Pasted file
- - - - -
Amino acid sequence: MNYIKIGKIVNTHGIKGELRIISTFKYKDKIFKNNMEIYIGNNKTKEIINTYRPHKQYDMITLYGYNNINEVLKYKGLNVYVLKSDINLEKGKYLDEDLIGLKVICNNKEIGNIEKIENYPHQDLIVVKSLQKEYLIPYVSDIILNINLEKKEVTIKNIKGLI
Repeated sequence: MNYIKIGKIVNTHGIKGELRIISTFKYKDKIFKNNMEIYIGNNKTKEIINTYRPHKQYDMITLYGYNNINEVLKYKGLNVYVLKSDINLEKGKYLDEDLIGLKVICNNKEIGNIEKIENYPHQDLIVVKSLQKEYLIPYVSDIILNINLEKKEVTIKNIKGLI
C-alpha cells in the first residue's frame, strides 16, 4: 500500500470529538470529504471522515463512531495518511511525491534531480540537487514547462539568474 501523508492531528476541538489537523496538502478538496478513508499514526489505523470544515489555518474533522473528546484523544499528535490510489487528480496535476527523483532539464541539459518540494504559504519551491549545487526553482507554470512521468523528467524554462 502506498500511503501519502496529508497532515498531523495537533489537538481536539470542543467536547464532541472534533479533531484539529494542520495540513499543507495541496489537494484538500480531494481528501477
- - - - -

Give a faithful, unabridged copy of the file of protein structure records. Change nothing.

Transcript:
Amino acid sequence: MNYIKIGKIVNTHGIKGELRIISTFKYKDKIFKNNMEIYIGNNKTKEIINTYRPHKQYDMITLYGYNNINEVLKYKGLNVYVLKSDINLEKGKYLDEDLIGLKVICNNKEIGNIEKIENYPHQDLIVVKSLQKEYLIPYVSDIILNINLEKKEVTIKNIKGLI
Repeated sequence: MNYIKIGKIVNTHGIKGELRIISTFKYKDKIFKNNMEIYIGNNKTKEIINTYRPHKQYDMITLYGYNNINEVLKYKGLNVYVLKSDINLEKGKYLDEDLIGLKVICNNKEIGNIEKIENYPHQDLIVVKSLQKEYLIPYVSDIILNINLEKKEVTIKNIKGLI
C-alpha cells in the first residue's frame, strides 16, 4: 500500500470529538470529504471522515463512531495518511511525491534531480540537487514547462539568474 501523508492531528476541538489537523496538502478538496478513508499514526489505523470544515489555518474533522473528546484523544499528535490510489487528480496535476527523483532539464541539459518540494504559504519551491549545487526553482507554470512521468523528467524554462 502506498500511503501519502496529508497532515498531523495537533489537538481536539470542543467536547464532541472534533479533531484539529494542520495540513499543507495541496489537494484538500480531494481528501477